The Squad is your Life – Longo joins 343

Some exciting news I found over at Sal’s site (HaloFanForLife) – 343 Industries has a new Creative Director, and his name is Tim Longo (Jr.).

That’s right – the Tim Longo.

What? Never heard of him you say? Well, neither had I. But it turns out I have enjoyed some of his work…

Delta Squad

Previously he was Creative Director of a little game called Star Wars: Republic Commando which was (in my opinion) one of the best Star Wars games ever made – not only because its story was so well done but it was a good FPS in its own right.

The game had fantastic squad mechanic, where you could order the other members of your team to make a coordinated effort to … well, the Wikipedia entry does a better job of explaining:

The game features some gameplay elements that resemble features in other first-person shooters, including Metroid Prime, and Halo. The heads-up display (HUD) in the game resembles the Metroid Prime helmet display and the player sees the world through visor. The usage of health and recharging shields, as well as the general combat gameplay, resemble styles seen in Halo.

An unusual feature is that blood from enemies (or lubricant fluid in the case of mechanical opponents) dispatched at close quarters that will splash onto the helmet visor, can slightly obstruct vision until an energy-based “windshield wiper” cleans it off at intervals of a few seconds.

The squadmate order system allows the player general tactical control over the three NPC squadmates that round out the four-man commando team. The order system resembles a simplified version of the context-based command menus seen in Tom Clancy’s Rainbow Six: Rogue Spear.

Many objects in the game environment will highlight when the crosshair is placed over them. The player can then press the use key to issue an order automatically associated with the object; for example, a sealed door may highlight with a synchronized team breach-and-clear command, or a computer console might give have a “slice” (computer hacking) command, while a pile of cargo boxes suitable for a cover position with good vantage may provide a “take up Sniper/Anti-Armor position” command. Where possible, the squadmates will usually take their preferred roles (sniper, demolitions and technical). The player can also order the squad to move to secure any position (wherever the crosshair is pointed), or perform search-and-destroy. Also, there are orders to command the squadmates to group up or spread out according to the player’s discretion for the situation.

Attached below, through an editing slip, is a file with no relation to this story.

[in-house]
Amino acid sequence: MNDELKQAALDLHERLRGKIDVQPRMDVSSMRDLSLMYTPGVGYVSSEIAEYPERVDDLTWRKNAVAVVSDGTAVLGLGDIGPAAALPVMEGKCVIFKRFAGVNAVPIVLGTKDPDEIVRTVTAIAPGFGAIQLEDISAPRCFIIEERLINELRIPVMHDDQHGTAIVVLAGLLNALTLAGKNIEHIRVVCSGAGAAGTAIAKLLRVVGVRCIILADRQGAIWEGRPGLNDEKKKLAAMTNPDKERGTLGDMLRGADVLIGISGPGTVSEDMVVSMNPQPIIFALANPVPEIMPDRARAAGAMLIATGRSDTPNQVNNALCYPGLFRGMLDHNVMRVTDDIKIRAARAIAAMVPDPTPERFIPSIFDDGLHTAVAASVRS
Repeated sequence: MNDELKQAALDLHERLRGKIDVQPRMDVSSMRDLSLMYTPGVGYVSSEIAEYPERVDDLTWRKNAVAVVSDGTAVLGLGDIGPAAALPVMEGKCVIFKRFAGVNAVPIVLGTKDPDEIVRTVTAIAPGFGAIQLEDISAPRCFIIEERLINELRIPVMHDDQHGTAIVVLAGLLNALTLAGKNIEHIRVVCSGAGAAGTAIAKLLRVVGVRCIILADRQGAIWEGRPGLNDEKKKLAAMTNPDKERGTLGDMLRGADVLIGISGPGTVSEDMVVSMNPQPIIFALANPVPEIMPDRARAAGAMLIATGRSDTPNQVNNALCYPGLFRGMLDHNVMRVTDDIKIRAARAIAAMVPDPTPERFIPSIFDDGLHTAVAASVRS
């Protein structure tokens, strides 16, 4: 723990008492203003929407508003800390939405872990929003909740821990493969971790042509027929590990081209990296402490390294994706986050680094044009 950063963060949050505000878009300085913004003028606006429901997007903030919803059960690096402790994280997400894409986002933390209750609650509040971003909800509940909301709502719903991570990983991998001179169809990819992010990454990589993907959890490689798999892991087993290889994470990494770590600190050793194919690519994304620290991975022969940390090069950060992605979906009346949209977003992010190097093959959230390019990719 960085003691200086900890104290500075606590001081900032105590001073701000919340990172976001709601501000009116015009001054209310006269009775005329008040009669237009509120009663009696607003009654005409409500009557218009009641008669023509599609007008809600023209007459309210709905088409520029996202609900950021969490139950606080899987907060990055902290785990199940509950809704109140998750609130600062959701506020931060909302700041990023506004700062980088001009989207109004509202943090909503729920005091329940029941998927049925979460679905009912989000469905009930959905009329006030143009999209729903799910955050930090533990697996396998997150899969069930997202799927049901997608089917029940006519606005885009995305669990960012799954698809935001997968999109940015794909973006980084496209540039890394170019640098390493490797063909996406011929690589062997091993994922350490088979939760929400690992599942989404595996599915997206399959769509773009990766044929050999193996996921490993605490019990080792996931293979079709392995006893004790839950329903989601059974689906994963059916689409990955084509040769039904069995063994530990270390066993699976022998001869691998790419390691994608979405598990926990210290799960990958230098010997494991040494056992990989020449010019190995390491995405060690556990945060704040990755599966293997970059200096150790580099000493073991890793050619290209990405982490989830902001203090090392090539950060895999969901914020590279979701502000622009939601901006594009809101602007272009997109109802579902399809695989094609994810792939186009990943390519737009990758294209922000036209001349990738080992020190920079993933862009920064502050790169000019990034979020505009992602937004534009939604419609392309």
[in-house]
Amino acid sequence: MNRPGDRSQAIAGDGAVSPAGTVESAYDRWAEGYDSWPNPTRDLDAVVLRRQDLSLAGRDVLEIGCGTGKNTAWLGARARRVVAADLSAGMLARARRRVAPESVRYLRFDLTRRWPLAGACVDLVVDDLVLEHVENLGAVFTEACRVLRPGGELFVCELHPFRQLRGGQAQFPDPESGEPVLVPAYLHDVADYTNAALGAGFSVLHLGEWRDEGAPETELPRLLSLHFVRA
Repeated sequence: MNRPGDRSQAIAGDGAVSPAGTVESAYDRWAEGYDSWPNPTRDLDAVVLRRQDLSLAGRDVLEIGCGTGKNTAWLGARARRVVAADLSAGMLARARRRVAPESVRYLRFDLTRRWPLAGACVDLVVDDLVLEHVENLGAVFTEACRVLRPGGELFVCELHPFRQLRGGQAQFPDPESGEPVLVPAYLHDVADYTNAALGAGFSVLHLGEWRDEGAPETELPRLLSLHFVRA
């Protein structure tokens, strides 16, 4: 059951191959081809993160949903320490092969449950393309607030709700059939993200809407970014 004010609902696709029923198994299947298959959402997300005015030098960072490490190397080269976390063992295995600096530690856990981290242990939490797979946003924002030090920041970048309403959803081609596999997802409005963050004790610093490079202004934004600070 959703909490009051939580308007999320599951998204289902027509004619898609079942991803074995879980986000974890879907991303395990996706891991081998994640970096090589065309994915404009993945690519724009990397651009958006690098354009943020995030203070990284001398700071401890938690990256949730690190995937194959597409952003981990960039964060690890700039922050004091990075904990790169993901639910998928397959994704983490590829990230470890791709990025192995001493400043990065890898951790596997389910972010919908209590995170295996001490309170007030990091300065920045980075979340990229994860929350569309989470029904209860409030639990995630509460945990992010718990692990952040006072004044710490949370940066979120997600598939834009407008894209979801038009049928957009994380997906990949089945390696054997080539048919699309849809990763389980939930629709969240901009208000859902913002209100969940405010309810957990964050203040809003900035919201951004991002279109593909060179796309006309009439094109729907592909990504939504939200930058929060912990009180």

Now read that again, but read it thinking about how all this goodness could be brought to the next Halo.

See what I mean?

The potential is exciting – not that the exact mechanics of Republic Commando have to make there way to Halo, but that perhaps part of the great experience that Commando offered would come to the land of Forerunners and Firefights.

(I thought it worth mentioning that Tim Longo was also Creative Director/Franchise Director on the recent Tomb Raider reboot, and while I haven’t personally played the game I’ve heard good things.)

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Cerebrations of the past tense

Originally posted at GameSpot on November 19, 2007

(Or, recent thoughts I’ve been meaning to get in here but haven’t had the time.)

These are not in order of importance, just simply how they’ve come into my brain:

Able to see World in Conflict over at my brother-in-law’s house a few weeks ago – the game was just as amazing as the GameSpot review made it out to be. The first thing that struck me was the graphics – stunning. The detail of the terrain, weather effects, lighting, and the smoothness at which the game ran was fantastic. True, he has a state-of-the-art PC that can handle the heavy load – but even at a lower resolution things would have looked great. The level he showed me also had some fun game play, which kept things moving with good voice acting and high drama. All that being said, it was a treat to see what’s currently out there as far as high-quality RTS.